The prolonged bear market in corn could soon end. the grain’s price has been mired in a multiyear slump, trading as low as $3.16 a bushel in August, down from more than $8 in the middle of 2012.
The bullish case is pretty straightforward: Supply may be reaching a peak while demand is still growing.
Traders wishing to benefit from a run-up may want to consider buying active-month corn futures on the CME and rolling them forward to later-dated ones as each contract nears expiration. Alternatively, it might be worth considering the Teucrium Corn exchange-traded fund (ticker: CORN), which holds corn futures.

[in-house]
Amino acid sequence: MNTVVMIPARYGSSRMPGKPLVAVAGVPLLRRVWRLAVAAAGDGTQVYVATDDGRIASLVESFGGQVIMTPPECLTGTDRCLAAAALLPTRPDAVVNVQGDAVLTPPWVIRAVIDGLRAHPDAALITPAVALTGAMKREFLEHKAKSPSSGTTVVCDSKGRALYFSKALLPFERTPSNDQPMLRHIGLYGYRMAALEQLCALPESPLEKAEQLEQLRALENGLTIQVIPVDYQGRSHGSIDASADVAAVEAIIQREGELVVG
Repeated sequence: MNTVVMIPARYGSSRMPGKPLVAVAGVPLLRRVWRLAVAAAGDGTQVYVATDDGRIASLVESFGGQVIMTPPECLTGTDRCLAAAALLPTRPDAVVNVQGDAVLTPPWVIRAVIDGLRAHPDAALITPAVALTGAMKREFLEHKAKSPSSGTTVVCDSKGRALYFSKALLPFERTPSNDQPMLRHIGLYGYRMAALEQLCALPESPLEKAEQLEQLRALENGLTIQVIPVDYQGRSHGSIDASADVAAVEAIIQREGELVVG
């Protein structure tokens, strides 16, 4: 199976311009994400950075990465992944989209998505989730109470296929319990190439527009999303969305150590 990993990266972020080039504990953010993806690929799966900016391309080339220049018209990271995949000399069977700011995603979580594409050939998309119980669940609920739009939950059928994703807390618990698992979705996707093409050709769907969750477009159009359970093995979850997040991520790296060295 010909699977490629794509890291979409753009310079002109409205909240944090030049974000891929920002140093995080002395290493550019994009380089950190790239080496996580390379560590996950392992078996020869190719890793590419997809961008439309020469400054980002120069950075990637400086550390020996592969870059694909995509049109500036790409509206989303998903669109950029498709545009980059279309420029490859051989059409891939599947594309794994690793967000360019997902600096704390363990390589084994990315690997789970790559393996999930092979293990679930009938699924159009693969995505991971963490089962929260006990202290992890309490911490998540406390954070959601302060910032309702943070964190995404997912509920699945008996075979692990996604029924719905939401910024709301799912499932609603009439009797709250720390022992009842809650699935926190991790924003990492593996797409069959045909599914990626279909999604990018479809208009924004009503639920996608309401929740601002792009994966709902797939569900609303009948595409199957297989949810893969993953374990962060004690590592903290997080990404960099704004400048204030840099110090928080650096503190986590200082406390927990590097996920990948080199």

Increases in supply have been dramatic in the last decade, but there are no obvious ways for that to continue with prices so low. Global production hit 1.03 billion metric tons in the current growing season, up from 716 million tons a decade ago, according to estimates from the U.S. Department of Agriculture. Read more here.